(Time remaining: )
Play from beginning
Reflections from Curator Philip TinariAi Weiwei
Filmed for the occasion of Armory Focus: China at The Armory Show 2014 in New York City, curator Philip Tinari reflects on the work of Chinese artist Ai Weiwei. Tinari, director of The Ullens Center for Contemporary Art in Beijing and curator of Armory Focus: China, notes Ai’s fascination with artists Marcel Duchamp and Andy Warhol and the resulting influence upon the artist’s work.
Philip Tinari began a partnership with Art21 in 2009, interviewing artist Cao Fei in Beijing for Season 5 (2009) of the “Art in the Twenty-First Century” series. Tinari would again partner with Art21 to interview artist Ai Weiwei in Beijing for Season 6 (2012).
Armory Focus is a specially curated section of The Armory Show that highlights the artistic landscape of a chosen geographic region. For The Armory Show 2014, Philip Tinari curated Armory Focus: China, shining new light on the country’s contemporary cultural practice.More information and credits
Producer: Eve Moros Ortega. Interview: Eve Moros Ortega. Camera: Rafael Salazar. Sound: Ava Wiland. Editor: Morgan Riles. Artwork Courtesy: Ai Weiwei. Archival Images Courtesy: Ai Weiwei and AW Asia. Thanks: Philip Tinari, The Armory Show, Christopher Mao, John Tancock, Chambers Fine Art, Taliesin Thomas, and Larry Warsh. Theme Music: Peter Foley.
Original Ai Weiwei segment excerpted from Season 6 (2012) of the Art in the Twenty-First Century series. Additional Ai Weiwei footage excerpted from the Artist to Artist series film, “Diana Al-Hadid at the 55th Venice Biennale.” © Art21, Inc. 2014. All rights reserved.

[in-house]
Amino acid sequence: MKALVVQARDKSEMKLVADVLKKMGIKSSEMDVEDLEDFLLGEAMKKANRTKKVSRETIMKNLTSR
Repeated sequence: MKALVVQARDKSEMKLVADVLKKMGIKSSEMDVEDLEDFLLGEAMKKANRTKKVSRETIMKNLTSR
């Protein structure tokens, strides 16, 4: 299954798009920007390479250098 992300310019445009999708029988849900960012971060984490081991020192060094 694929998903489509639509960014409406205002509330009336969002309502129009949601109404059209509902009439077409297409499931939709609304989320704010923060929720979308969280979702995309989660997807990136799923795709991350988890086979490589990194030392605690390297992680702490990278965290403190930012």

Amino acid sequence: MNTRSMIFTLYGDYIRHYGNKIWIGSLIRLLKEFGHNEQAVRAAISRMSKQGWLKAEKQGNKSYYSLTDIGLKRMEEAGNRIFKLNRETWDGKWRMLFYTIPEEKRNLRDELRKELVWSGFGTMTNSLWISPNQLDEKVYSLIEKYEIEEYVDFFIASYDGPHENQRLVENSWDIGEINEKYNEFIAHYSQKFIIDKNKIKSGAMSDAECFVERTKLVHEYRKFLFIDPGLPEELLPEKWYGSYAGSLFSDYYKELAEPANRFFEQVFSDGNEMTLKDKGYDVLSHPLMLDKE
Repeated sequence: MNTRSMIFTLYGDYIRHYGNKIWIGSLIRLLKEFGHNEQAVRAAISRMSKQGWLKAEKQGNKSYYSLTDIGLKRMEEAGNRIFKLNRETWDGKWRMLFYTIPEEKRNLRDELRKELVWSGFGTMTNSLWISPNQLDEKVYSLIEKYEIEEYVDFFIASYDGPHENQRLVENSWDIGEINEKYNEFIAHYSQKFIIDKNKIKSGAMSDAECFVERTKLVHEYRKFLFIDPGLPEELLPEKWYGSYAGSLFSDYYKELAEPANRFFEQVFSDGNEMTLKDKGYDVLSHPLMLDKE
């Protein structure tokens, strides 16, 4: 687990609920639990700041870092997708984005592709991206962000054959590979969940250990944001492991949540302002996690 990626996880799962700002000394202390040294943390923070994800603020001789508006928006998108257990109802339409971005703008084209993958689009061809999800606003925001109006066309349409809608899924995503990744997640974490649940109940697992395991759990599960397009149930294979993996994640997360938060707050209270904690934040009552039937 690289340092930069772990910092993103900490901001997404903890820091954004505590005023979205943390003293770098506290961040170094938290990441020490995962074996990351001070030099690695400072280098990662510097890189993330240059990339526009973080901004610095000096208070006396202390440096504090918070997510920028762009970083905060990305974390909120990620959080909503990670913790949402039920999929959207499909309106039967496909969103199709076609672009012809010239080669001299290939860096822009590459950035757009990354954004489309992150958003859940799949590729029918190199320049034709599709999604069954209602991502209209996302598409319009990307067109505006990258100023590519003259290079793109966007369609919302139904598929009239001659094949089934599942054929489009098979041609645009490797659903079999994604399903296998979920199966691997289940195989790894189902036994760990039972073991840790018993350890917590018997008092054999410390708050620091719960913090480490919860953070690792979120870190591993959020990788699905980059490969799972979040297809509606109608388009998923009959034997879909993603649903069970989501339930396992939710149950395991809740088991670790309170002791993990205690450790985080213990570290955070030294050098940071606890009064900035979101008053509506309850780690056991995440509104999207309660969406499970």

Through the Art21 Translation Project, multilingual audiences from around the globe can contribute translations, making Art21 films more accessible worldwide.
Interested in showing this film in an exhibition or public screening? To license this video please visit Licensing & Reproduction.
An outspoken human rights activist, Ai Weiwei infuses his sculptures, photographs, and public artworks with political conviction and personal poetry, often making use of recognizable and historic Chinese art forms in critical examinations of a host of contemporary Chinese political and social issues. In his sculptural works he often uses reclaimed materials—ancient pottery and wood from destroyed temples—in a conceptual gesture that connects tradition with contemporary social concerns. He also employs sarcasm, juxtaposition, and repetition to reinvigorate the potency and symbolism of traditional images and to reframe the familiar with minimal means.
“Ai Weiwei is probably most fascinated with two Western artists: Duchamp and Warhol.
From Duchamp, he takes the this idea of the readymade; an object coming from Chinese tradition, or a technique that can be repurposed and refigured in new ways. From Warhol, I think he takes the idea that everything he does, at all times, is part of his artistic output.”